Uganda Passes Law Mandating Life in Prison for ‘Aggravated Homosexuality’

A woman takes part in an anti-gay demonstration in Kampala, Uganda, in 2010.
Trevor Snapp/AFP/Getty Images

“I am officially illegal,” gay activist Frank Mugisha told Agence France-Presse.

Mugisha was responding to the passage of a harsh anti-gay bill by the Ugandan Parliament on Friday. The law punishes “aggravated homosexuality” with life in prison. Similar to Russia’s own “gay propaganda” law, it criminalizes support of homosexuality, including even advocacy groups’ discussion of the issue, the New York Times reports


The law isn’t even as intolerant as it could have been, however. When it was introduced in 2010, it suggested the death sentence in some cases and would have mandated that citizens report "acts of homosexuality" within 24 hours, the Times notes. The international community was outraged—President Obama called it “odious”—and ultimately the death-penalty clause was removed.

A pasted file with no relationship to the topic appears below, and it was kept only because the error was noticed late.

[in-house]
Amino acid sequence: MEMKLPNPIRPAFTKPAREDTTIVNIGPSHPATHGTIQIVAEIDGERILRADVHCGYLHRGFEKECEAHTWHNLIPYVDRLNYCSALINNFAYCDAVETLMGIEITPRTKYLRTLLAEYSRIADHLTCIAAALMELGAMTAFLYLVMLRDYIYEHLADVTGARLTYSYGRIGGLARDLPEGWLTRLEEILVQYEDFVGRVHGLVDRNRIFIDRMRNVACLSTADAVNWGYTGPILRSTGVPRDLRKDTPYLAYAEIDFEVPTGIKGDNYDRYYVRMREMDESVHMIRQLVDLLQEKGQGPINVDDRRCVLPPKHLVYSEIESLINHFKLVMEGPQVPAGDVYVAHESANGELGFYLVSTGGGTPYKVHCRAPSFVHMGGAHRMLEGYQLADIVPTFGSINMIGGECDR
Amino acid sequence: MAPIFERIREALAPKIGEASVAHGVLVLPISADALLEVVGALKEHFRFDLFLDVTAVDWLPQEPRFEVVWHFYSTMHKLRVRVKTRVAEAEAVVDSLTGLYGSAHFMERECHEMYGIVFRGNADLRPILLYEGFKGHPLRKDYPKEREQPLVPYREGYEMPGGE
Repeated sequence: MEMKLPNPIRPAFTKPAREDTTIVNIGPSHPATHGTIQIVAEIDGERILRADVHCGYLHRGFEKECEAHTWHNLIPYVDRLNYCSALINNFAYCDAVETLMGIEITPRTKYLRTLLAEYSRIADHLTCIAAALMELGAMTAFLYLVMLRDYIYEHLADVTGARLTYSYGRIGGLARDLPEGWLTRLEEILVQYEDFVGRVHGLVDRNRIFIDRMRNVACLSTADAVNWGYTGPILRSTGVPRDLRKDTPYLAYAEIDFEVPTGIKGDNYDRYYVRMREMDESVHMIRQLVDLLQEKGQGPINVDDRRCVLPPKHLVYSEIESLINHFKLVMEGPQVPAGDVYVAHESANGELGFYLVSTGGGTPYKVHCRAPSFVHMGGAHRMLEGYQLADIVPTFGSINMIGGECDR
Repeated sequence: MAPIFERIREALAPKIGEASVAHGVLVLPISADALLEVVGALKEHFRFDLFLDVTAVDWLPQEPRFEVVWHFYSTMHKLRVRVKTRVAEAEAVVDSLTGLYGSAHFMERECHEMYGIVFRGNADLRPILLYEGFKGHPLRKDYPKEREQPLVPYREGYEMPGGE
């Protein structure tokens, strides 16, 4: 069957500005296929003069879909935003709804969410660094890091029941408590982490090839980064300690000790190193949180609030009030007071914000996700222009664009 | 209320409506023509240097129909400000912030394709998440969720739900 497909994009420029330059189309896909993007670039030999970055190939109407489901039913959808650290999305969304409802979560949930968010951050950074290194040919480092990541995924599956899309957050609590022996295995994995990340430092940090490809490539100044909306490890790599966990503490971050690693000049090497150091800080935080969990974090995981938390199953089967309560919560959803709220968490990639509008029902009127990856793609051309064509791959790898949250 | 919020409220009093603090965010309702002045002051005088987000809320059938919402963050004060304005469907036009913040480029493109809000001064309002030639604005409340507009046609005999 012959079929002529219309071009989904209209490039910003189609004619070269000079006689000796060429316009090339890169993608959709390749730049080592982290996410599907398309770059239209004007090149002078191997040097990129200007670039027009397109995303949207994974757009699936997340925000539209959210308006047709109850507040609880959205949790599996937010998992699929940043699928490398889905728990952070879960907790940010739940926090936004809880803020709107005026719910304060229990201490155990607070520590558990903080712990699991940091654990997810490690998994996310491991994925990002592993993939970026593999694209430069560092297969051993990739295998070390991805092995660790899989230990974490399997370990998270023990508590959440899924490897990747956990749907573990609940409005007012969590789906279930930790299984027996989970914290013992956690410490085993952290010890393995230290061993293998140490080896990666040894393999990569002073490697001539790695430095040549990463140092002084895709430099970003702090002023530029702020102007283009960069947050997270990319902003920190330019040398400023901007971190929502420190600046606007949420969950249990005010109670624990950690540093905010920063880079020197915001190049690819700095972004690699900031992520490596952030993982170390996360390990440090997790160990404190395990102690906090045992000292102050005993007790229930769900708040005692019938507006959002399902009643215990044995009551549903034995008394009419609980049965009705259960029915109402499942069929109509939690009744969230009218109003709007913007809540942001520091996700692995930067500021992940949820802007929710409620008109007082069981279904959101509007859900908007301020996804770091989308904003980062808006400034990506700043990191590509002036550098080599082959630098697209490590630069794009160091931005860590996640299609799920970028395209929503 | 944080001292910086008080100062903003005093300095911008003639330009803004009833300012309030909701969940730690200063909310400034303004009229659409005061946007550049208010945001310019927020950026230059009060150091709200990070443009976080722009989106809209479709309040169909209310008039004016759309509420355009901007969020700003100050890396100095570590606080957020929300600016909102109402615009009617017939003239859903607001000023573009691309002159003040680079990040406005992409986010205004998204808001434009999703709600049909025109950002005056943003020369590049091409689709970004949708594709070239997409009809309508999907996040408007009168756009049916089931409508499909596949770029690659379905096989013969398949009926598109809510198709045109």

Homosexuality was already illegal in Uganda, but according to the Times, Ugandan lawmaker David Bahati proposed strengthening existing laws to prevent gay people from the West from influencing young Ugandans.

“I am glad the Parliament has voted against evil,” Bahati said, calling the law a “victory for Uganda.”

Mugisha told Reuters that the lesbian, gay, bisexual and transgender community in Uganda was now even more fearful. “We in the gay community are in a panic,” he told Reuters. “People are afraid of walking in the streets because they know how Ugandans like to take the law into their own hands.”


Read more at the New York Times and Reuters.

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